I have recently been spending a decent amount of time working on my turn and river strategies. It is somewhat easy to play in a relatively straightforward manner and not do anything horribly wrong, but if you want to succeed at the highest levels, you simply must be willing to make what may appear like an optimistic bluff from time to time, often when you find yourself with one of the worst hands in your range or when you block the nuts. On one of my recent poker trips outside of America, I made a point to play a bunch of online tournaments take as many turn and river spots that I could. Here is one of them:
On day two of a $100 buy-in event that started with 20,000 players, with blinds at 2,000/4,000 with a 400 ante, the action folded around to a somewhat loose, aggressive player in the cutoff who raised to 8,000 out of his 165,000 stack. I defended my big blind with Ac-6s. When facing a min-raise, you need to defend with a wide range if you don’t want to allow your opponents constantly steal your blinds. I defend with many hands that are much worse than A-6.
The flop came 9c-8h-6h.
I checked, my opponent bet 8,000 into the 21,600 pot and I called.
I do not think raising has much merit because when my opponent calls, he will have either made hands that crush me or draws that have plenty of equity. With my marginal made hand from out of position, my goal is to get to the showdown as cheaply as possible. Folding would be too tight, even though I could easily be in bad shape.
The turn was the (9c-8h-6h)-3c.
I checked, my opponent bet 28,800 out of his 153,000 remaining stack into the 37,400 pot and I called.
I could certainly fold on the turn, but given my opponent’s loose, aggressive tendencies, I am fine seeing the river. I fully planned to fold to an additional bet if I failed to improve. You must be careful to structure your ranges such that you do not fold too many of your holdings on any individual street. In this spot, folding this specific bottom pair would be a bit too weak against all but the tightest, most straightforward opponents.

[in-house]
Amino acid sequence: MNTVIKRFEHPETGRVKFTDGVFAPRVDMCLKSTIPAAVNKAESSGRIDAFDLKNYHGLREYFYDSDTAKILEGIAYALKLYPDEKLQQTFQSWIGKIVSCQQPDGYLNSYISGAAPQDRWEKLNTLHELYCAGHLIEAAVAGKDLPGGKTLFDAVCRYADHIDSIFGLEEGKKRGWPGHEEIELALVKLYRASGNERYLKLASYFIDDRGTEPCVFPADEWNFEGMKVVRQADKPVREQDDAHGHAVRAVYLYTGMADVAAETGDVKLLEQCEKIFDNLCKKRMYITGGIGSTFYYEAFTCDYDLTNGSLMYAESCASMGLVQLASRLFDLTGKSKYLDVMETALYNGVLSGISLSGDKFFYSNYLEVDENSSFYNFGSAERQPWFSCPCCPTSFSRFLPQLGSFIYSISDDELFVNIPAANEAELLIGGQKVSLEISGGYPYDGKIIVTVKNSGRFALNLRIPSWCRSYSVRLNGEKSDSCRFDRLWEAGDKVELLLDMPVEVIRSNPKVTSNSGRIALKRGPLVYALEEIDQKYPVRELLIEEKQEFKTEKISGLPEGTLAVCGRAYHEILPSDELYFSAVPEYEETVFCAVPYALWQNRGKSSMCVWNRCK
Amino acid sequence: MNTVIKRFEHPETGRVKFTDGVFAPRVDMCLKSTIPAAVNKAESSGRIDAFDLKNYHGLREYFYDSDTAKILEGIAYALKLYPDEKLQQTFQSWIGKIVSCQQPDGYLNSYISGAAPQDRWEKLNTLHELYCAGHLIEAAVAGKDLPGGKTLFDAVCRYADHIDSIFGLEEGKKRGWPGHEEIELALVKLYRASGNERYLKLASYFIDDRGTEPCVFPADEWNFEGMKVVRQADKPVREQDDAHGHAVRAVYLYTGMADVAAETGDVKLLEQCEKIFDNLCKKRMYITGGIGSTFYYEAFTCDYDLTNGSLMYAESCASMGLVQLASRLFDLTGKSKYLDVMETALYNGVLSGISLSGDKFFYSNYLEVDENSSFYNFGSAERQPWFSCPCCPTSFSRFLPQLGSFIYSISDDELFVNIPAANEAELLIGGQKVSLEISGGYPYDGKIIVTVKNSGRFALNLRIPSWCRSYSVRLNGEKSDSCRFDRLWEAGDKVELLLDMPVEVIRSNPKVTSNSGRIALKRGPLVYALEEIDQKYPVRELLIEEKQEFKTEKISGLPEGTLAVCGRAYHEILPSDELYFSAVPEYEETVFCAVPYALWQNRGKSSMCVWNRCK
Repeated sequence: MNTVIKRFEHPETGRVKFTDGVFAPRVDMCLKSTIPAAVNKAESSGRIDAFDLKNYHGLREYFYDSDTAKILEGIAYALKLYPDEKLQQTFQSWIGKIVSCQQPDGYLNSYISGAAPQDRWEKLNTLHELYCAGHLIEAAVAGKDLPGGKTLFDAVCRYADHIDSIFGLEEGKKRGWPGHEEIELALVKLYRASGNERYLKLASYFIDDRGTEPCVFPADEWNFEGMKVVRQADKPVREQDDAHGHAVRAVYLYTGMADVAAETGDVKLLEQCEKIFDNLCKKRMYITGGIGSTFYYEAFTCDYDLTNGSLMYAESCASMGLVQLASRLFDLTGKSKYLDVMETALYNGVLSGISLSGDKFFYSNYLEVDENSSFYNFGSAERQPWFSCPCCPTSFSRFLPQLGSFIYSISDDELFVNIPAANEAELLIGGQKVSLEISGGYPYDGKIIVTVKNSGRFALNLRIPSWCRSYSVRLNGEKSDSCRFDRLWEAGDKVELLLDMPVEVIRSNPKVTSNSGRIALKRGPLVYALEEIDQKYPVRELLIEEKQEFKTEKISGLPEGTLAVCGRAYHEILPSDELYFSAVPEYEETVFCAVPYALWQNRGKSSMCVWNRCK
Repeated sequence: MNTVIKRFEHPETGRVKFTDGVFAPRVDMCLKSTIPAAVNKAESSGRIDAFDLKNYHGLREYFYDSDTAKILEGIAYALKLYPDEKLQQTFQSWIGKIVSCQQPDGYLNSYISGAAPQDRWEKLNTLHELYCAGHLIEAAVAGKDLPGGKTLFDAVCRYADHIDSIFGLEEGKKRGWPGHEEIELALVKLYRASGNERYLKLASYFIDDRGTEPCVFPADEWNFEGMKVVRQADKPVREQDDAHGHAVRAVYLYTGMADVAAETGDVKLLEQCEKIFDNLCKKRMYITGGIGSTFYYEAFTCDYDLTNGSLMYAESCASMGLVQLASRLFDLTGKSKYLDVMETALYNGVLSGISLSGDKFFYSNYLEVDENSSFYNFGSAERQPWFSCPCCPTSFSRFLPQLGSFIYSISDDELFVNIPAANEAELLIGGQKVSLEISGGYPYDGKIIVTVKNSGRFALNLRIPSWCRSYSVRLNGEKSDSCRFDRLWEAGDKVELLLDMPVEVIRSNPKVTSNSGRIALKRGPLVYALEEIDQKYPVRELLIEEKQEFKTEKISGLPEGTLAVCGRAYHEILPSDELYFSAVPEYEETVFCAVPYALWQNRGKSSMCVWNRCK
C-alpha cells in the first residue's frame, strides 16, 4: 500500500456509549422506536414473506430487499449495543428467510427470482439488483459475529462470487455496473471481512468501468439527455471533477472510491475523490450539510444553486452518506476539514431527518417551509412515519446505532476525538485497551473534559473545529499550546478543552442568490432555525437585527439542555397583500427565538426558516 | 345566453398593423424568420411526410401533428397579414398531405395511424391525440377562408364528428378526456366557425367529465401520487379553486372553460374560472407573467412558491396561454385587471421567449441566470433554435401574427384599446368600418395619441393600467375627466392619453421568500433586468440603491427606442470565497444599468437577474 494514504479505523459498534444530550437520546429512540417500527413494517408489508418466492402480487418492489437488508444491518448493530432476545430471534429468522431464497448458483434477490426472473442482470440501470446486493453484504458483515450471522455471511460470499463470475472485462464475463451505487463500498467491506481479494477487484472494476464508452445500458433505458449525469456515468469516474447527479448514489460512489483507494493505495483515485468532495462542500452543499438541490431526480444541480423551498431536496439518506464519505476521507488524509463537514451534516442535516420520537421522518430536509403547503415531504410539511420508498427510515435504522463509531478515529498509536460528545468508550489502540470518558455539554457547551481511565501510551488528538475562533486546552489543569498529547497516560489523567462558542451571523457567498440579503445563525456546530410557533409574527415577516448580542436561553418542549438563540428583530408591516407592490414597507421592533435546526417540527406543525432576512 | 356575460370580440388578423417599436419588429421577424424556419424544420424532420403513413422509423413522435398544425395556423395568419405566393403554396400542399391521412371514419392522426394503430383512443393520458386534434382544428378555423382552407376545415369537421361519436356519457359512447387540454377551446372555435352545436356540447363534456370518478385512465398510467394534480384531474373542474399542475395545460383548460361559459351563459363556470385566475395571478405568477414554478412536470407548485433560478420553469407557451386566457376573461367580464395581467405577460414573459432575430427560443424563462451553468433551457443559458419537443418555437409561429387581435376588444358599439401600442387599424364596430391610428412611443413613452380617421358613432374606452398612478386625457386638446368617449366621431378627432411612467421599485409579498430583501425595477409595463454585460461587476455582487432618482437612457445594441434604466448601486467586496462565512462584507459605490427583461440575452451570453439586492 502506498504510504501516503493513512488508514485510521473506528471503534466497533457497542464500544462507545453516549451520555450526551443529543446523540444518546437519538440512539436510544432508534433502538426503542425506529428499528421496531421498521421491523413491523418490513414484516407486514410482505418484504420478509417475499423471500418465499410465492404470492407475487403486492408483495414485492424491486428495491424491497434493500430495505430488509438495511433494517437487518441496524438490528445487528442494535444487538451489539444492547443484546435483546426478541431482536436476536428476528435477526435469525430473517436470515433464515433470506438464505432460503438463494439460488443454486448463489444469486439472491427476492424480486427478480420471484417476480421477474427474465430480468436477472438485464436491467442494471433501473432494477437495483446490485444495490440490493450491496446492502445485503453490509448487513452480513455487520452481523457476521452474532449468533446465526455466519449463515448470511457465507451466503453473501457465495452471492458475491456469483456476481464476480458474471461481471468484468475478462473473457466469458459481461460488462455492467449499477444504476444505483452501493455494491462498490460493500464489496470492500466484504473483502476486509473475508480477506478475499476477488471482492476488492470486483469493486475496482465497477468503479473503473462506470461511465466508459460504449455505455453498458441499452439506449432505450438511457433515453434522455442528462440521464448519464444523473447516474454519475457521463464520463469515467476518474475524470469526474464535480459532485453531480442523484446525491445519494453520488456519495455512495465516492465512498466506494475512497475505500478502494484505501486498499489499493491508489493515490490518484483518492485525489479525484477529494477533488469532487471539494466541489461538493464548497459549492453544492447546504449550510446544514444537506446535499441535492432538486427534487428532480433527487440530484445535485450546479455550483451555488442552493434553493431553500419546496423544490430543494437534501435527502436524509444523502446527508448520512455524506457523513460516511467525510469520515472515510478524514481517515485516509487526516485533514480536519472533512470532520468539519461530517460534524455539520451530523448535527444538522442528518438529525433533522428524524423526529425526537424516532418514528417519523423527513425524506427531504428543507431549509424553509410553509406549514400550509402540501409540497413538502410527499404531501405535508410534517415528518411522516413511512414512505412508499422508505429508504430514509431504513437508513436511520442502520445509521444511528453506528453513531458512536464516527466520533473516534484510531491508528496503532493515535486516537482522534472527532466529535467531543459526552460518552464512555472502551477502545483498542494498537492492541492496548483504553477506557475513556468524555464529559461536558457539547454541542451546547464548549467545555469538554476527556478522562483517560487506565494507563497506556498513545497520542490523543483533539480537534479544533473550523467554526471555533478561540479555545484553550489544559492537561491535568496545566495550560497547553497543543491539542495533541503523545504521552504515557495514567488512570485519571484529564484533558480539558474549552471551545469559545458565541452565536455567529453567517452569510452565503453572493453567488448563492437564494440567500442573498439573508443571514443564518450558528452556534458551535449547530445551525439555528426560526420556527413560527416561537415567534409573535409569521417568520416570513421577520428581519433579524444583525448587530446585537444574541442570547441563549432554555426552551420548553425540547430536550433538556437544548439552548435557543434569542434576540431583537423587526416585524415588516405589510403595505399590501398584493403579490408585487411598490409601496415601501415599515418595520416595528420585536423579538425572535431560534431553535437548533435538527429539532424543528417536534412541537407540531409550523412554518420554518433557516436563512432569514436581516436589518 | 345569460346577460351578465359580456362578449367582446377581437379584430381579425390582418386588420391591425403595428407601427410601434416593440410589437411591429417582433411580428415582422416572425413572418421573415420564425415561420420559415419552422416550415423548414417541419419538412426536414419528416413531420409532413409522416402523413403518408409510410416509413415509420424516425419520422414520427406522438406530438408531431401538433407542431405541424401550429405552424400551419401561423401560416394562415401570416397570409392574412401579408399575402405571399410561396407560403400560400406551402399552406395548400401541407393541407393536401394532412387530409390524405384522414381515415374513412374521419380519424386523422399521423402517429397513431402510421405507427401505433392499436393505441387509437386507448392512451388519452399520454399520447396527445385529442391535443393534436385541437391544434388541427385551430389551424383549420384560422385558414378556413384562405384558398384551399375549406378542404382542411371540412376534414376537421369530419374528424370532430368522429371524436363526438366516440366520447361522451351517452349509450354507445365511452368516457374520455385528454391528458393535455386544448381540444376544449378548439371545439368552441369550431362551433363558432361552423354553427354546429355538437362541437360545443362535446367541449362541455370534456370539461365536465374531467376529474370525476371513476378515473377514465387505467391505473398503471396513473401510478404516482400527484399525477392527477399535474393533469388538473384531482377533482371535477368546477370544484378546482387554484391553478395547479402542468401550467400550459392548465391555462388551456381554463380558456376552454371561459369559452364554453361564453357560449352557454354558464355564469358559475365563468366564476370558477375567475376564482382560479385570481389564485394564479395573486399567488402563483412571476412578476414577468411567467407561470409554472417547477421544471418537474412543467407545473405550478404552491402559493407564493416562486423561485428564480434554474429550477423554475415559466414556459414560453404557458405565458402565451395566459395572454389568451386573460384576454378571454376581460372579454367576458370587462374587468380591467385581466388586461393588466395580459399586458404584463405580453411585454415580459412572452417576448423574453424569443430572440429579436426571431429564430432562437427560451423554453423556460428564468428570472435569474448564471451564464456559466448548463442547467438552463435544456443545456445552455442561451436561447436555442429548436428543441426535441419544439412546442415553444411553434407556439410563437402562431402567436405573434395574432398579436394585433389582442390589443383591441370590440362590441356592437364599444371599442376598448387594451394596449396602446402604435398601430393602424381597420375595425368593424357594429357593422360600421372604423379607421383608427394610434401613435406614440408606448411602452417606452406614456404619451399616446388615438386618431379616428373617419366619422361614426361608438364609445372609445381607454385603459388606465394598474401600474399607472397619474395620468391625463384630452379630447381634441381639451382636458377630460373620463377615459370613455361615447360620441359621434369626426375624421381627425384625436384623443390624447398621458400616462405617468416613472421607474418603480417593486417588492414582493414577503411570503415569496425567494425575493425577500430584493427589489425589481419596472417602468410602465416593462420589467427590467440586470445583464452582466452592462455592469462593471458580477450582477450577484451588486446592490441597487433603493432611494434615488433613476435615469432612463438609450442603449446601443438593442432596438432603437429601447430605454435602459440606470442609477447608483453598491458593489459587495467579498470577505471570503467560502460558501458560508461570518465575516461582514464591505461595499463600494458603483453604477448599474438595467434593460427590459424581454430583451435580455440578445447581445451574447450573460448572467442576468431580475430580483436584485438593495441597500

The river was the (9c-8h-6h-3c)-Qc.
I checked and my opponent bet 44,000 out of his 124,400 remaining stack into the 95,000 pot.
I was unsure what to make of my opponent’s bet size. Of course, he could easily have a nut hand such as a flush, straight, or set. He could also value bet with all over pairs and top pairs. However, given I have the nut flush blocker (it is impossible for my opponent to have the nut flush when I have the Ace of clubs in my hand) and a 6 (making it more difficult for my opponent to have two-pair or a set) I decided to turn my weak bottom pair into a bluff, hoping to make my opponent fold his one-pair and perhaps some of his two-pair hands.
After some deliberation, I went all-in for 80,400 more. My opponent thought for about a minute before mucking, awarding me a sizable pot.
I continued making somewhat aggressive plays until I lost a big all-in coin flip at the end of day two, leaving me with only 10 big blinds with 27 players remaining. I eventually petered out in 18th place, cashing for roughly $5,500. All in all, it was a lot of fun!
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